Art mystery: Mr Pringle’s sea change?

Gentle reader, might I beg a moment of your time to help with an artistic mystery? I cannot figure out the artist or context of a 1943 sketch I bought at a flea market!

A few weeks back, I bought an intriguing sketch. But I need help trying to figure out who might have drawn it, and to what purpose. If you can provide any help, it would make my day.

…of the woman I love!


“You are speaking of the woman I love!”

So runs the caption under the drawing that I purchased at Lewes Flea Market on Saturday 13 April 2019.


The seller had simply labelled the picture “original sketch.” The sketch depicts a lively and seemingly good-natured chat in a (possibly rather sophisticated) bar between two chaps in WWII naval officer uniforms and a gent in a suit, as a white-jacketed barman looks on, smiling. The picture appears to be in pencil, pastel and charcoal, with touches of white paint to accent the seated naval type’s cigarette smoke, and to make the odd minor correction.

This looks to me like an illustration (or a preliminary sketch for an illustration) for a story that might have run in a newspaper or illustrated magazine in the 1940s. Indeed, there is a handwritten date on the back, 11 November 1943. Presuming that it is British or English in origin, this makes me wonder if it might have been for an official publication to help keep up the spirits of the armed or naval forces (paper rationing having been a priority back then – so I shouldn’t imagine this was for a “civilian” publication).

There is some additional handwritten information to the bottom-right of the image. This is where things get intriguing. I cannot quite decipher the handwriting here. It appears that we might have both the name of the artist and the name of the story.

Sea change or sex change?

Let us start with what might be the title of the story, or of this particular image from this story.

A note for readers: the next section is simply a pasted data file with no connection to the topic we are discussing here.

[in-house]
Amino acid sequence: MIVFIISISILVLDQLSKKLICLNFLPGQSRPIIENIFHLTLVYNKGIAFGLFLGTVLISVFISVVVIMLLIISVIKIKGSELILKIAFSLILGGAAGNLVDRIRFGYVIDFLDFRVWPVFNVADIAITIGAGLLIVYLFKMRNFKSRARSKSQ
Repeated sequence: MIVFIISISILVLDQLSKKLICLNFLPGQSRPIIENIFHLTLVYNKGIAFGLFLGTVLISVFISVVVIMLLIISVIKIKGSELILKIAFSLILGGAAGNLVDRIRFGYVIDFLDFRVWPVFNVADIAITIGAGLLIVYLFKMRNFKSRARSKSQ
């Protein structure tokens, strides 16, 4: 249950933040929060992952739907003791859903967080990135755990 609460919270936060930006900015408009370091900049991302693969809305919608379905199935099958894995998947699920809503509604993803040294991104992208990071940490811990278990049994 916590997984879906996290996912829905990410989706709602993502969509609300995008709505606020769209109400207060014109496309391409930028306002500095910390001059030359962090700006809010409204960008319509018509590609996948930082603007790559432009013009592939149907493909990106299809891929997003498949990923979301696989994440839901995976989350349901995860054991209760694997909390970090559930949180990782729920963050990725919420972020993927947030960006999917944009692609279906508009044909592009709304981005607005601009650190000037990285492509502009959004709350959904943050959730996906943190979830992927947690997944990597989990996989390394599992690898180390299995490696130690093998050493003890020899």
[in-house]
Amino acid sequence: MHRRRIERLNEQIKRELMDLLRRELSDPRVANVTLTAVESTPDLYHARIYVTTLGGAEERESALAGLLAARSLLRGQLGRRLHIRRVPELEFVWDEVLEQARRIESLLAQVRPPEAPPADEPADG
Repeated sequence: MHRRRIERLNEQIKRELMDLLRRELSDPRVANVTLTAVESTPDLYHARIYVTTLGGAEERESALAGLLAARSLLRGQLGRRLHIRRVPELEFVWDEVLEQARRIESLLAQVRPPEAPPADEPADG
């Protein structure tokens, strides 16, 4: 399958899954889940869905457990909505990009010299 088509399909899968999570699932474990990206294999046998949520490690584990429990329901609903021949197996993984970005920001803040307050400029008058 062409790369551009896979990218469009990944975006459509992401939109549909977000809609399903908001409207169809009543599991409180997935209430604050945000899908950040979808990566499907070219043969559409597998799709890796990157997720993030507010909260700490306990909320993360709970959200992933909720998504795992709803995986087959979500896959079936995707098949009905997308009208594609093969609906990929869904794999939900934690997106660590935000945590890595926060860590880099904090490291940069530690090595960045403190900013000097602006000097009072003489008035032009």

Could it be…

“Mr Pringle’s [or Mr Bringle’s] Sea Change”?

Or – and this is probably significantly more unlikely, given the era, but it would make the picture oh so much more intriguing – might it even be…

“Mr Pringle’s [or Mr Bringle’s] Sex Change”?


Were it a sex change of which they spake, could the besuited gent have only recently become a gent? Is this the real reason for the barman’s wry smile?

Who was that mystery artist?


The possible signature of the artist is altogether harder to decipher. Might it be Elaine Austin? Frank Dustin? What on earth does it say?



Finally, the text to the bottom right of the picture would appear to be instructions to the printer. I am guessing that “4 1/8 x 5 3/4” refers to the intended final size of the printed image, in inches. And it looks like those last words could perhaps be “with text as key”?


Besides the date, the information on the back of the sketch is even more flummoxingly difficult to read. Your guess, gentle reader, is as good as mine here.

If anyone out there is good at figuring out challenging handwriting, I would love to know what you think is written on this image. If you know anything about WWII publications, I would love to know where this image might have been used. And if you have any theories as to the storyline of Mr Pringle’s or Bringle’s sea change or sex change, I would love to hear them!

Thank you for taking the time to read the essentials of this artistic mystery, and may today be nothing but kind to you and yours.

Categories: art

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